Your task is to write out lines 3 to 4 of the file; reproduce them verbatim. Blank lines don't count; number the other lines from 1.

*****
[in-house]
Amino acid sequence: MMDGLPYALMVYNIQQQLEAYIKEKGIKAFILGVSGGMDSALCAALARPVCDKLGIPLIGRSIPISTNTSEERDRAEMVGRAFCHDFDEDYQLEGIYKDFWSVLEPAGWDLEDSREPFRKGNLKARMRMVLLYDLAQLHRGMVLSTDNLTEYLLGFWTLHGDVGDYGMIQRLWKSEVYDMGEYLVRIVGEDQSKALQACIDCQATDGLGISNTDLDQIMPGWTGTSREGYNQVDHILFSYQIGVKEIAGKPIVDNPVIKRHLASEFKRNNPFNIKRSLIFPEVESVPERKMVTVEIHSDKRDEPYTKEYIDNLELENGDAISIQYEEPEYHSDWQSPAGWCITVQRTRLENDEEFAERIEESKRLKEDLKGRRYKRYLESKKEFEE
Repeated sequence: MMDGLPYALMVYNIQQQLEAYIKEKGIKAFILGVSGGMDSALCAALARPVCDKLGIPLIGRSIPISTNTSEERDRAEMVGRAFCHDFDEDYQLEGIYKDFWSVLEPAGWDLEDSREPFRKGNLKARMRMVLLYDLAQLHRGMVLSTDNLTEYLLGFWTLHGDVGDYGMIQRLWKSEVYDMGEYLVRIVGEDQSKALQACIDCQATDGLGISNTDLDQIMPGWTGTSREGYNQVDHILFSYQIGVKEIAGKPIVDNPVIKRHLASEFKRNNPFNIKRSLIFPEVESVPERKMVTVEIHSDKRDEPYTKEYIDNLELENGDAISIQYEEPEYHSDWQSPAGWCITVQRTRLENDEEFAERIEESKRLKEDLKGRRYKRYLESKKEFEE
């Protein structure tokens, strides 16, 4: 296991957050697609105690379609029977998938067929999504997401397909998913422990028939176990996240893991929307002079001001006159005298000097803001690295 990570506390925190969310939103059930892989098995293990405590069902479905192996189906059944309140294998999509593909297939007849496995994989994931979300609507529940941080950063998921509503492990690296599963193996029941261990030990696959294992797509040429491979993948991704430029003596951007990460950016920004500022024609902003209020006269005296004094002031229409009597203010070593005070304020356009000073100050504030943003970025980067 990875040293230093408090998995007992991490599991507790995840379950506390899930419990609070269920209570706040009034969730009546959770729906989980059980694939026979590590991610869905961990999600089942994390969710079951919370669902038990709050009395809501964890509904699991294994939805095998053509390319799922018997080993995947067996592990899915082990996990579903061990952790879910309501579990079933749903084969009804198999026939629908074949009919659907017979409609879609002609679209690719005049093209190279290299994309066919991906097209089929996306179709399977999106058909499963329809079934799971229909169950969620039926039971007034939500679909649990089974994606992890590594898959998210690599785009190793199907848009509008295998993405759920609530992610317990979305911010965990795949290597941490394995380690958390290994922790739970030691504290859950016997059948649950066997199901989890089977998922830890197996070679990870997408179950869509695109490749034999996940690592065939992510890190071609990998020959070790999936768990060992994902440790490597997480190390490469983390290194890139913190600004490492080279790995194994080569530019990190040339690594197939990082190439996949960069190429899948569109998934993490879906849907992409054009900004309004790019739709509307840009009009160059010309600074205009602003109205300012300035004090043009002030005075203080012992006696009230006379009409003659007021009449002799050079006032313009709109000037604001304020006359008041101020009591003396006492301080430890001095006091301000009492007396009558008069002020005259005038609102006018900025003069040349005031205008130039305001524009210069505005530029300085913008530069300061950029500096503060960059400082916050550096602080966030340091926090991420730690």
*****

Repeated sequence: MMDGLPYALMVYNIQQQLEAYIKEKGIKAFILGVSGGMDSALCAALARPVCDKLGIPLIGRSIPISTNTSEERDRAEMVGRAFCHDFDEDYQLEGIYKDFWSVLEPAGWDLEDSREPFRKGNLKARMRMVLLYDLAQLHRGMVLSTDNLTEYLLGFWTLHGDVGDYGMIQRLWKSEVYDMGEYLVRIVGEDQSKALQACIDCQATDGLGISNTDLDQIMPGWTGTSREGYNQVDHILFSYQIGVKEIAGKPIVDNPVIKRHLASEFKRNNPFNIKRSLIFPEVESVPERKMVTVEIHSDKRDEPYTKEYIDNLELENGDAISIQYEEPEYHSDWQSPAGWCITVQRTRLENDEEFAERIEESKRLKEDLKGRRYKRYLESKKEFEE
């Protein structure tokens, strides 16, 4: 296991957050697609105690379609029977998938067929999504997401397909998913422990028939176990996240893991929307002079001001006159005298000097803001690295 990570506390925190969310939103059930892989098995293990405590069902479905192996189906059944309140294998999509593909297939007849496995994989994931979300609507529940941080950063998921509503492990690296599963193996029941261990030990696959294992797509040429491979993948991704430029003596951007990460950016920004500022024609902003209020006269005296004094002031229409009597203010070593005070304020356009000073100050504030943003970025980067 990875040293230093408090998995007992991490599991507790995840379950506390899930419990609070269920209570706040009034969730009546959770729906989980059980694939026979590590991610869905961990999600089942994390969710079951919370669902038990709050009395809501964890509904699991294994939805095998053509390319799922018997080993995947067996592990899915082990996990579903061990952790879910309501579990079933749903084969009804198999026939629908074949009919659907017979409609879609002609679209690719005049093209190279290299994309066919991906097209089929996306179709399977999106058909499963329809079934799971229909169950969620039926039971007034939500679909649990089974994606992890590594898959998210690599785009190793199907848009509008295998993405759920609530992610317990979305911010965990795949290597941490394995380690958390290994922790739970030691504290859950016997059948649950066997199901989890089977998922830890197996070679990870997408179950869509695109490749034999996940690592065939992510890190071609990998020959070790999936768990060992994902440790490597997480190390490469983390290194890139913190600004490492080279790995194994080569530019990190040339690594197939990082190439996949960069190429899948569109998934993490879906849907992409054009900004309004790019739709509307840009009009160059010309600074205009602003109205300012300035004090043009002030005075203080012992006696009230006379009409003659007021009449002799050079006032313009709109000037604001304020006359008041101020009591003396006492301080430890001095006091301000009492007396009558008069002020005259005038609102006018900025003069040349005031205008130039305001524009210069505005530029300085913008530069300061950029500096503060960059400082916050550096602080966030340091926090991420730690």